"When me and Roland first started singing with Lester Flatt, Lester would always fill out his radio shows by using us to sing a song or two. We wanna sing you a song that goes back to....actually, I learned this off a Kentucky Colonels record that Roland and Clarence did a long time ago. It's called 'You Won't Be Satisfied That Way."
Roland gave Marty his guitar and picked up a mandolin. Marty says "Fan me. Come on." It had to have been extremely warm up there on stage. "I'll play Clarence White's guitar here. When I first moved in with Roland, he'd sit around and noodle on the guitar some. And I thought, 'That boy can really play a guitar when he makes a living playing the mandolin.' I got to talking to him about it. He said, 'Well I just gotta play some of the stuff that my brother played.' His brother Clarence turned out to be my guitar hero. We'd like to try and do a little tune now that Roland and Clarence came up with. The way I learned it off the Kentucky Colonels' record called 'A Soldiers Joy.' It goes like this."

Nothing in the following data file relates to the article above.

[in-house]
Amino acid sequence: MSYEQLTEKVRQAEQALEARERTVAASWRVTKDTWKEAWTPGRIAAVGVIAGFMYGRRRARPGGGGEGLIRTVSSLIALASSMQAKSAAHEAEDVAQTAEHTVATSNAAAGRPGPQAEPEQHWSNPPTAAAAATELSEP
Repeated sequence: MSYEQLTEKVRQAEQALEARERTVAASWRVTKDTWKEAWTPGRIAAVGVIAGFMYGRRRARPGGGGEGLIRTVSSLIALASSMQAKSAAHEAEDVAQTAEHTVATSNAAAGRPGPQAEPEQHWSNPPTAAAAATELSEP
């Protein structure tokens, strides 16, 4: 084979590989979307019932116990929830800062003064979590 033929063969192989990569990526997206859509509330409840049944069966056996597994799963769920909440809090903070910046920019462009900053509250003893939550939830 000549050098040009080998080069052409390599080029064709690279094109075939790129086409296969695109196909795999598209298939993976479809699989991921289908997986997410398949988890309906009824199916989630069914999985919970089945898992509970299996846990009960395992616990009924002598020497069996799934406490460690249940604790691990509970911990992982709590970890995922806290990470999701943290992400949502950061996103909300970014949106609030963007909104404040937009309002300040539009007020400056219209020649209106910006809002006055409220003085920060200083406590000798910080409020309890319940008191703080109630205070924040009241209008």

|Return To Home Page|